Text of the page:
The state of debt in the United States is almost laughable. I mean, we’ve reached an unfathomable debt number of more than $13 trillion. We owe more than some countries are worth.
I get it. It’s not actually funny. (I said, ‘almost laughable.’) The fact is, we as a country are literally living on borrowed time. Each president has done some sort of symbolic gesture of working to get rid of some debt. Then it turns out, nothing was really done. (See Presidents Bush and Obama on loan repayment plans.)
I don’t have to tell you student debt is one of the major contributors to this state of debt. President Trump has made many calls for reform, but still lags behind on putting together a concrete plan. (See? I don’t always love him.)
However, the president did make a move on a forgotten section of American debt: the disabled veterans. Think of this: Up until this month, those who served but cannot work still have student debt to repay. How cruel is that?
Previous administrations might not have put much thought into it, but the Donald has. This month he delivered a plan to rescue our disabled veterans from the Sisyphean task of repaying that debt.
How did it come to this?
On the campaign trail, we heard a lot of promises from Donald J. Trump. But, he kept hammering away at the idea that the Obama administration has forgotten about the military and he never would.
He may have been on to something.
In 2016, the Obama administration combed through disabled Americans records to forgive student loans for those who could not work. They found more than 350,000. Then, through the Social Security Administration, the government set about forgiving those loans. Only one problem — the SSA doesn’t do benefits for veterans — the VA does.
The veterans who could no longer work — but had loans — still received the business end of the debt crisis. An agreement was reached to send the VA files to the SSA, but it wasn’t made a priority in the waning months of the Obama administration. (Yeah, there might be something to that ‘Obama doesn’t care about the military.’)
In April, the Trump administration made it very clear they did. The Department of Education announced plans to forgive student debt for those disabled veterans. There is a belief that this move will affect thousands of veterans who are permanently disabled, many of whom could be in deep financial distress.
This strategy also comes with an outreach component. That is a fancy way of saying, ‘the department will find and explain the program to the disabled veterans.’
How will it work?
The Department of Education will run down the lists of disabled veterans, find those with student loan debt, and contact them.
Of course, there is more to it. Representatives will walk them through the process to apply and receive the debt forgiveness.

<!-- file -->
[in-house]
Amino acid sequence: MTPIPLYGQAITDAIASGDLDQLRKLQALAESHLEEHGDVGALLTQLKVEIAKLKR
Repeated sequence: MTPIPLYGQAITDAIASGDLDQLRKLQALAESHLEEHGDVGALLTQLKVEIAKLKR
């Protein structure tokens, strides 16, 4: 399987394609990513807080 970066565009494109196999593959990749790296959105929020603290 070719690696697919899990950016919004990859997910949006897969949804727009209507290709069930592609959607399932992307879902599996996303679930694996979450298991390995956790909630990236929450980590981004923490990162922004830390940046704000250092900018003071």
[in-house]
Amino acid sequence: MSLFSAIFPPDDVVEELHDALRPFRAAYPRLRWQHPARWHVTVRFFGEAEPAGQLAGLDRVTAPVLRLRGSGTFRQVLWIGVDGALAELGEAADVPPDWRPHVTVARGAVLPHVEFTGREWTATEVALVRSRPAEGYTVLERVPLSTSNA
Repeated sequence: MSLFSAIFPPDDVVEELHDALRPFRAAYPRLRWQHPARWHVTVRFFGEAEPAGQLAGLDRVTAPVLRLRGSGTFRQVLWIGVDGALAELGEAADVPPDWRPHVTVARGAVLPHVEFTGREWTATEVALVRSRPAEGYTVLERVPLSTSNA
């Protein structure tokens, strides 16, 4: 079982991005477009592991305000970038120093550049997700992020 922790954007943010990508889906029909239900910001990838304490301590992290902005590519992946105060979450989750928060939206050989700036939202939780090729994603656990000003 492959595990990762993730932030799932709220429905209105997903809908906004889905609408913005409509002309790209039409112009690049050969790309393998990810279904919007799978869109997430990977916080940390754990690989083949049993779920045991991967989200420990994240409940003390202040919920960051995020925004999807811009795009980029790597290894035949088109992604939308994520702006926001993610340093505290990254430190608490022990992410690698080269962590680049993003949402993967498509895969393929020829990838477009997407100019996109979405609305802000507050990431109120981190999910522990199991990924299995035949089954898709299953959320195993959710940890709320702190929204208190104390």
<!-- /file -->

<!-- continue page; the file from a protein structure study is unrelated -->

You might at this point speculate: “Why didn’t Mr. Trump do this sooner?” Excellent question.
One of the problems with loan forgiveness is that the federal government viewed it as income earned. Here is an example: a disabled veteran qualified to have his loans forgiven. However, come the next tax season, the government billed him for more than $60,000.
Under the new Trump tax plan, the federal government will no longer view forgiveness in that way. Once the ducks were in a row, this program became more feasible.
Over time the Trump administration wants to see this program become automatic for veterans with disabilities. In the future, as soon they receive that status, the loans could be forgiven.
It’s all part of the plan to make the men and women in service a priority again.
This program speaks to another point. Whether you want to believe it or not, Trump is serious about the debt issues facing American students.
It is a good strategy to first take care of the most vulnerable of our society. A gradual process to find out what works and what doesn’t, without breaking the bank. Just think if Obama had done that with the Affordable Care Act, we might have had a solution to the rising healthcare costs. Instead, we threw trillions of dollars into an empty vacuum of space.
Yes, we could forgive all student debt by mortgaging the government. But, that wouldn’t solve the core problem: college costs. If college was affordable, we wouldn’t need loans. If the federal government didn’t back the loans…you get my point.
This isn’t a solution, but a start. It is a signal to the veterans and students: help is on the way.
Article last modified on May 3, 2018. Published by Debt.com, LLC . Mobile users may also access the AMP Version: Trump Cancels Student Debt…for Disabled Veterans - AMP.
Article last modified on May 3, 2018. Published by Debt.com, LLC .